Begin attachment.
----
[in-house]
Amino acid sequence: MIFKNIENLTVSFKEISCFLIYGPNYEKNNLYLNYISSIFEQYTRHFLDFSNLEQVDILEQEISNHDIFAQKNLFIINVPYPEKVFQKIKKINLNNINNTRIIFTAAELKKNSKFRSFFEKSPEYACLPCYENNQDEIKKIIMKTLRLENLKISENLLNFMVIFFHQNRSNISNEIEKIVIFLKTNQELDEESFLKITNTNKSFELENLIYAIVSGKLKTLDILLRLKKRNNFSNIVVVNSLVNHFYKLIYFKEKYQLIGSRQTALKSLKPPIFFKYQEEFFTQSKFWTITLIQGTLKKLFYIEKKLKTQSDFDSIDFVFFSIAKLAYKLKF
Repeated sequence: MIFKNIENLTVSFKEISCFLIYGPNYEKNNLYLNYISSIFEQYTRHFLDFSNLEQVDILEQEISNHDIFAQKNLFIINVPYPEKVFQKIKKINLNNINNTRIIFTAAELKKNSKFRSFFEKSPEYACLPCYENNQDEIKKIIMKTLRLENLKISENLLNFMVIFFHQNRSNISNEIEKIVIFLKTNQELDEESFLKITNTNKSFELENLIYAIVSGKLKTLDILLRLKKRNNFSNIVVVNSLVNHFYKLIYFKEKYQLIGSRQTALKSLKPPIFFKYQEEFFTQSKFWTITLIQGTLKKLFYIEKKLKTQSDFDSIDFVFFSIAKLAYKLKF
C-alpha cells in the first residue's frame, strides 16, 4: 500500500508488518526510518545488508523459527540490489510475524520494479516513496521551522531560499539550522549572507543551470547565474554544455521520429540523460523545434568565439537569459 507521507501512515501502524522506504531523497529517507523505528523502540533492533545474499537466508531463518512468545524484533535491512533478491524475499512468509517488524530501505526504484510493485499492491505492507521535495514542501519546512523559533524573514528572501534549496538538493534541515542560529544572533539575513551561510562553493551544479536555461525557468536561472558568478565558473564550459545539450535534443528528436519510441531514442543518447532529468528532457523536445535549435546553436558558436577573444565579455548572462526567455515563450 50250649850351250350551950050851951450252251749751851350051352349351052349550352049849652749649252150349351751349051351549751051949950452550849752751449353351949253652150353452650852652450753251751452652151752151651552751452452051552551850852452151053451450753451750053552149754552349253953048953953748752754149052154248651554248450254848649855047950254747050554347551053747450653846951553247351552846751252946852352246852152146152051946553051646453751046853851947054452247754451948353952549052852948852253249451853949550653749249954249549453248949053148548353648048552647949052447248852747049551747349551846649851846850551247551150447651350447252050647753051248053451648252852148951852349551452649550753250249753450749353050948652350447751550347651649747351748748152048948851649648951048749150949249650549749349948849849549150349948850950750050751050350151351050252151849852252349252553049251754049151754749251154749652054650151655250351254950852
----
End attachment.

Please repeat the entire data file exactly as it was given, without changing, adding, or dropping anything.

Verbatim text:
[in-house]
Amino acid sequence: MIFKNIENLTVSFKEISCFLIYGPNYEKNNLYLNYISSIFEQYTRHFLDFSNLEQVDILEQEISNHDIFAQKNLFIINVPYPEKVFQKIKKINLNNINNTRIIFTAAELKKNSKFRSFFEKSPEYACLPCYENNQDEIKKIIMKTLRLENLKISENLLNFMVIFFHQNRSNISNEIEKIVIFLKTNQELDEESFLKITNTNKSFELENLIYAIVSGKLKTLDILLRLKKRNNFSNIVVVNSLVNHFYKLIYFKEKYQLIGSRQTALKSLKPPIFFKYQEEFFTQSKFWTITLIQGTLKKLFYIEKKLKTQSDFDSIDFVFFSIAKLAYKLKF
Repeated sequence: MIFKNIENLTVSFKEISCFLIYGPNYEKNNLYLNYISSIFEQYTRHFLDFSNLEQVDILEQEISNHDIFAQKNLFIINVPYPEKVFQKIKKINLNNINNTRIIFTAAELKKNSKFRSFFEKSPEYACLPCYENNQDEIKKIIMKTLRLENLKISENLLNFMVIFFHQNRSNISNEIEKIVIFLKTNQELDEESFLKITNTNKSFELENLIYAIVSGKLKTLDILLRLKKRNNFSNIVVVNSLVNHFYKLIYFKEKYQLIGSRQTALKSLKPPIFFKYQEEFFTQSKFWTITLIQGTLKKLFYIEKKLKTQSDFDSIDFVFFSIAKLAYKLKF
C-alpha cells in the first residue's frame, strides 16, 4: 500500500508488518526510518545488508523459527540490489510475524520494479516513496521551522531560499539550522549572507543551470547565474554544455521520429540523460523545434568565439537569459 507521507501512515501502524522506504531523497529517507523505528523502540533492533545474499537466508531463518512468545524484533535491512533478491524475499512468509517488524530501505526504484510493485499492491505492507521535495514542501519546512523559533524573514528572501534549496538538493534541515542560529544572533539575513551561510562553493551544479536555461525557468536561472558568478565558473564550459545539450535534443528528436519510441531514442543518447532529468528532457523536445535549435546553436558558436577573444565579455548572462526567455515563450 50250649850351250350551950050851951450252251749751851350051352349351052349550352049849652749649252150349351751349051351549751051949950452550849752751449353351949253652150353452650852652450753251751452652151752151651552751452452051552551850852452151053451450753451750053552149754552349253953048953953748752754149052154248651554248450254848649855047950254747050554347551053747450653846951553247351552846751252946852352246852152146152051946553051646453751046853851947054452247754451948353952549052852948852253249451853949550653749249954249549453248949053148548353648048552647949052447248852747049551747349551846649851846850551247551150447651350447252050647753051248053451648252852148951852349551452649550753250249753450749353050948652350447751550347651649747351748748152048948851649648951048749150949249650549749349948849849549150349948850950750050751050350151351050252151849852252349252553049251754049151754749251154749652054650151655250351254950852